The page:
DC decided that the sotong kia was one of the best he had, very similar to the memories of his childhood. I liked the crisp crunch of the squid especially while still piping hot, but I thought it was a bit too sweet for my liking. The best I’ve had in recent memory is the one at Pulau Ubin still.

DSCF5241

I adore sting ray and can never get enough of the moist smooth flesh. Grilled with sambal and eaten with onion-soaked chinchalok, it really is heaven in a mouthful. Here, the sambal was spicy with good kick and the fish fresh and firm.

DSCF5245

We had been rather, um, restrained in our ordering as DC wanted avocado ice cream. He was buying our very fresh and sweet pineapple and starfruit juice when he spied the avocado ice cream sign. Apparently Seng Hong Fruit Juice specialises in avocados. They make a mean avocado juice/milkshake too. (We had to go back another day to try it!)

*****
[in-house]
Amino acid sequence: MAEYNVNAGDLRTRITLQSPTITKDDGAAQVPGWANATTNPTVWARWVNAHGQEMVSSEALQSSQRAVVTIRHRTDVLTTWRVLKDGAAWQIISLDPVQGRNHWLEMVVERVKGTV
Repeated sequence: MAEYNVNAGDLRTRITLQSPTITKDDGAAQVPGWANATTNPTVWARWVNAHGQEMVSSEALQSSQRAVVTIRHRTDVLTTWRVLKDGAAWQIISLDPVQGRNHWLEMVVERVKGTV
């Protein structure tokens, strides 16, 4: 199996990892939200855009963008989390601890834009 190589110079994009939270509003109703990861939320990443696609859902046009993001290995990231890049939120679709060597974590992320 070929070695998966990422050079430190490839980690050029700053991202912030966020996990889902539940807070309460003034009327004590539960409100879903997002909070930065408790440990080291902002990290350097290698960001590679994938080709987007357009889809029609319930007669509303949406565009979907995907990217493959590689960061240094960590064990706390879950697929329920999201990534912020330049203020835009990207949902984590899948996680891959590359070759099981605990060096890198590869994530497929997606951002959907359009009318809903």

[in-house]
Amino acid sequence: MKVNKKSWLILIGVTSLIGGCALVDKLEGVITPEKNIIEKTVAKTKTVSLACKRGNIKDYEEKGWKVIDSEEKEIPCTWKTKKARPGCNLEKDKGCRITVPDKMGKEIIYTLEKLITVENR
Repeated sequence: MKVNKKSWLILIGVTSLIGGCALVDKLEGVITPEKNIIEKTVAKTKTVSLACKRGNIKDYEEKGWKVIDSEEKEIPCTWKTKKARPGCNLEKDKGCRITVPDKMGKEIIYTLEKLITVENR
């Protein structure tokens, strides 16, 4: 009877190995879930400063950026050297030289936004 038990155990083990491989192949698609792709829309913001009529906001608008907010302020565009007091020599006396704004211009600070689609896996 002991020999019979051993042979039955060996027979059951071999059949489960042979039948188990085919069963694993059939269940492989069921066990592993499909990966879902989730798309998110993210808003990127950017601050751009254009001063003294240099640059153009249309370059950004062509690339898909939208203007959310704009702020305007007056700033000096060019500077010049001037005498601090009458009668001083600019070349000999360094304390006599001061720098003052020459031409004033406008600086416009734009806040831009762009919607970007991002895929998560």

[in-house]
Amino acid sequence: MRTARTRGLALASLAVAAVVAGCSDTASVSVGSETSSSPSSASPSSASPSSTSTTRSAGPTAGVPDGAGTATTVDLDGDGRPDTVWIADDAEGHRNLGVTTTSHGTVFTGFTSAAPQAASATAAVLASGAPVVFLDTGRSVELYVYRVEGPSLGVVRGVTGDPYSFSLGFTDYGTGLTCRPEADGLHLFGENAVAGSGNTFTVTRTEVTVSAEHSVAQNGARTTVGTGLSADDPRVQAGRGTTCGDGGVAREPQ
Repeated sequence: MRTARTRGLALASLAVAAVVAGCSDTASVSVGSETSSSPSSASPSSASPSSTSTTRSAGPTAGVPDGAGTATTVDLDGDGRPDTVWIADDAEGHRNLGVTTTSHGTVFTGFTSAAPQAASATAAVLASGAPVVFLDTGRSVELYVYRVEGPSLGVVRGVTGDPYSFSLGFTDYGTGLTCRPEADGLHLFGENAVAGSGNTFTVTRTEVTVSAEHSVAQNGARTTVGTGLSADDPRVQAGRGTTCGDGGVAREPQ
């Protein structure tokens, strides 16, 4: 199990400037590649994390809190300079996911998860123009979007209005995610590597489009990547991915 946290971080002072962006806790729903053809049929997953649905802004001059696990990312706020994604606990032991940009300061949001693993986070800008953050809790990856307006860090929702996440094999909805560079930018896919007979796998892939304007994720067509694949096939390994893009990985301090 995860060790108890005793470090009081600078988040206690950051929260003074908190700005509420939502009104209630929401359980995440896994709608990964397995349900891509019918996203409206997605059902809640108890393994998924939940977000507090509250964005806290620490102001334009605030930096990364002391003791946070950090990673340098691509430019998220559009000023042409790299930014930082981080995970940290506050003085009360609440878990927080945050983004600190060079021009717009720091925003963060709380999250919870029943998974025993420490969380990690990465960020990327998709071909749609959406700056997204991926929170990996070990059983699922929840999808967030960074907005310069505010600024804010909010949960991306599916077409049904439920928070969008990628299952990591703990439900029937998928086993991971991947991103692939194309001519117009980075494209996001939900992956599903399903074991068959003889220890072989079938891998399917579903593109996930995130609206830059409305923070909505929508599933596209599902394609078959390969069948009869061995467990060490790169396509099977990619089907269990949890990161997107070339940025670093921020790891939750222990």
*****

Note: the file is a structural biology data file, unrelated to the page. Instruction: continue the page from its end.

DSCF5248

It’s the avocado ice cream that takes the cake. At first look, it’s a small tub costing $1. The pale green stuff was frozen solid and needed a while on the tongue to start yielding up some taste. I was dubious at first, but then started whining at DC for eating faster than me. The ice cream was very creamy and had a lot of avocado pieces swirled into the jade goodness. It’s definitely better and probably cheaper than the stuff you get at the local ice creameries. A definite win!

DSCF5250

Rong Guang Seafood BBQ and Seng Hong Fruit Juice are pretty much side by side, at the far corner of Alexandra Village hawker centre.

A Rather Impressive Roast Beef Lunch

Page copy protected against web site content infringement by Copyscape

I had a joint of beef sitting in the freezer that was crying out to be turned into a lovely Sunday lunch. It’d been a long time since I’d last entertained, so I thought I’d make it slightly more elaborate than normal. I started off with bacon and watercress soup, then served the beef with mushrooms in red wine, roast pumpkin (DC’s helper made it so I don’t have the recipe), green salad and horseradish garlic cream sauce. To top it all off, I served a very successful tropical plate trifle. It was boozy, it had pineapple and passionfruit in it, it had cream, it was amazing.